Firearms Manufacturers Must Account for the Risks of Gun Violence Perpetrated with their Weapons, Say Investors

May 25th 2022

Proponents seek investor support for their proposal requesting a human rights impact assessment scheduled for a vote at Sturm Ruger’s annual meeting of stockholders on Wednesday, June 1st. 

NEW YORK, NY, WEDNESDAY, MAY 25TH, 2022 - As our nation once again tries to process the unimaginable - a massacre at an elementary school where 21 people including 19 children, many under the age of 10, were gunned down by an 18-year old man – shareholders in Sturm Ruger ($RGR) are reiterating their call for their fellow investors to support item #4 on the proxy, calling for a third-party human rights impact assessment (HRIA). 

While by no means a solution to the complex issue of gun violence, given the lethality of RGR’s firearms business, investors see due diligence around potential human rights harms as a critical first step toward preventing them. The proposal has the support of proxy advisories ISS and Glass Lewis. 

Third-party HRIAs are used by companies to assess existing and potential adverse human rights impacts which can pose significant reputational, financial, and legal risks.[i] This type of assessment, particularly when conducted by a third-party auditor, can often identify issues that a company may be unaware of in its day-to-day operations--issues that a company can remediate, address or prevent once the risks are identified. While the HRIA is a non-binding document, most companies that undergo these third-party audits find them a valuable tool in a company’s risk management structure. 

“Whenever someone is injured or killed by gun violence - a daily occurrence in our country - we all ask what could have been done to prevent it,” said Laura Krausa of CommonSpirit Health who filed the proposal along with fellow members of the Interfaith Center on Corporate Responsibility. “And while we all know that there are multiple factors contributing to these events, not taking every possible step to prevent them from recurring within our respective spheres of influence is an abdication of responsibility that almost ensures they will recur. This is precisely what the HRIA is meant to do.” 

According to the Gun Violence Archive,[ii] there have already been over 200 mass shootings in the U.S. this year and gun violence has taken the lives of 17,201 people, including 648 children and teens. In fact, gun violence is now the leading cause of death for children and teens in our country[iii].

Said Sr. Judy Byron of the Northwest Coalition for Responsible Investment who co-filed the proposal at RGR, “That the mass shooting in Buffalo was a hate crime perpetrated by a young white supremacist with an AR he likely modified to kill as many Black people as possible is beyond chilling, and the trauma of it, the fear it has instilled in the Black community, cannot be underestimated. There is a significant opportunity for manufacturers to engage in discussions about what proactive contributions they could make to more effectively prevent harms caused by the products they sell to the public. In order to do this, they must first understand where the gaps are and where the risks are most salient.”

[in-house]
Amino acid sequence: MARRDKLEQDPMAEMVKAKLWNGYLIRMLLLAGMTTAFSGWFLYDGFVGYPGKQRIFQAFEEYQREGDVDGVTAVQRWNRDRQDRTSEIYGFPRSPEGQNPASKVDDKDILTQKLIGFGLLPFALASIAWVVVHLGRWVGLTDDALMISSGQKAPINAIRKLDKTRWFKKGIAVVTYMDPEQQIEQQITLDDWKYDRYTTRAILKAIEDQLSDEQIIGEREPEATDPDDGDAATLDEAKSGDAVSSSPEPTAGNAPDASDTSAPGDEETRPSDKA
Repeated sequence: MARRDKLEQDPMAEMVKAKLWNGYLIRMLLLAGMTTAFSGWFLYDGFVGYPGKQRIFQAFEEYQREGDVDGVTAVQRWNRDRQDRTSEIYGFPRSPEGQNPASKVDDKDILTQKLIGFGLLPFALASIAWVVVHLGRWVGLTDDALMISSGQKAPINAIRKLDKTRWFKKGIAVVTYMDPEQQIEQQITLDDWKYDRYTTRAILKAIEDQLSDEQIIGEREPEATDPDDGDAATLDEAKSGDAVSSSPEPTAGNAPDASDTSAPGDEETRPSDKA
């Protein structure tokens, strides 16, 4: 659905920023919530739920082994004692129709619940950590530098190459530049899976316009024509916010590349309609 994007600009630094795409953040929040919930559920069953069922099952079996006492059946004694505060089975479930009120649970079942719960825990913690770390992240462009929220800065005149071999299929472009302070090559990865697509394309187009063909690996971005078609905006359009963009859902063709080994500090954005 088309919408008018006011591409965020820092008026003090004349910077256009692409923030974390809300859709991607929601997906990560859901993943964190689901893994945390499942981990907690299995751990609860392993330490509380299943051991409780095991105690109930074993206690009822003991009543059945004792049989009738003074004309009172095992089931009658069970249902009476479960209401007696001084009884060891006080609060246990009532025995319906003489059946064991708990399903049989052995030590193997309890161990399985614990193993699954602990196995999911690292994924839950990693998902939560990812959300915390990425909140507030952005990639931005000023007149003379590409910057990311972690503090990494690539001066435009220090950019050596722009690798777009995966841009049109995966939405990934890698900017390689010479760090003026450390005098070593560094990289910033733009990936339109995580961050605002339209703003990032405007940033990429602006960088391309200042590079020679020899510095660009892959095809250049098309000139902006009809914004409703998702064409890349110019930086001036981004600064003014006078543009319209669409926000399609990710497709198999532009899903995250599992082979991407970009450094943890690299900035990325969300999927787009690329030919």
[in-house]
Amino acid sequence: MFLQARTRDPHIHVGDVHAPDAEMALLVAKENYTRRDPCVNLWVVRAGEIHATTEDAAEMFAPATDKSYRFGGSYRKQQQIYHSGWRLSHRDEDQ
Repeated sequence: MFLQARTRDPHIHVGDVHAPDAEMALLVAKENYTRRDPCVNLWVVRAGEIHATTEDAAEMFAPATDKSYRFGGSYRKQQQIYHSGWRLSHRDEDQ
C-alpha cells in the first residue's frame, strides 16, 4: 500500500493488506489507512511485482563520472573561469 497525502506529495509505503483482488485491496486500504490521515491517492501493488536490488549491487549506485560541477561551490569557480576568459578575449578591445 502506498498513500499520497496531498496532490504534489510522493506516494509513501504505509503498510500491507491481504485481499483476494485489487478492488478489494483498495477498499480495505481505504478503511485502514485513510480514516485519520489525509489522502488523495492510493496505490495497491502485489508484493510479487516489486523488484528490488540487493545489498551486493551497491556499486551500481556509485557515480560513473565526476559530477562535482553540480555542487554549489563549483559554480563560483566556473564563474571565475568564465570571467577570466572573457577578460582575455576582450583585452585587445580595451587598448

In its statement of opposition[iv] to the proposal, RGR claims that it is unable to track customer misuse and/or criminal use of its weapons because it sells to distributors rather than directly to consumers. Proponents argue that its indirect sales model does not shield the company from accountability for its potential human rights risks. The pharmaceutical industry, for example, does not sell its products directly to patients, yet it is accountable for any detrimental human rights impacts throughout its value chain, as Pfizer acknowledges in its human rights policy: “In line with the UN Guiding Principles on Business and Human Rights, Pfizer’s human rights policy focuses on addressing risks that could have the most severe impact on people: our patients, our colleagues, the workers of our business partners, and the communities in which we operate. Our responsibility to respect human rights extends throughout our operations, from lab to patient, including our diverse global supply chain of numerous local, third-party vendors.”[v]

Continued Krausa, “A third-party human rights impact assessment will not destroy RGR as management has argued as it isn’t legally binding, but it will reveal potential human rights threats to the business and it could save lives. Importantly, an HRIA will show the world that RGR takes seriously the human rights/civil rights risks inherent in its business and demonstrates a genuine willingness to contribute to mitigation and prevention strategies. It will demonstrate that RGR is doing what it can to prevent the next shooting and show that RGR places the lives of its customers and communities above its profits.”


About the Interfaith Center on Corporate Responsibility (ICCR)
Celebrating its 51st year, ICCR is the pioneer coalition of shareholder advocates who view the management of their investments as a catalyst for social change. Its 300-member organizations comprise faith communities, socially responsible asset managers, unions, pensions, NGOs, and other socially responsible investors with combined assets of over $4 trillion. ICCR members engage hundreds of corporations annually in an effort to foster greater corporate accountability. Visit our website and follow us on TwitterLinkedIn, and Facebook.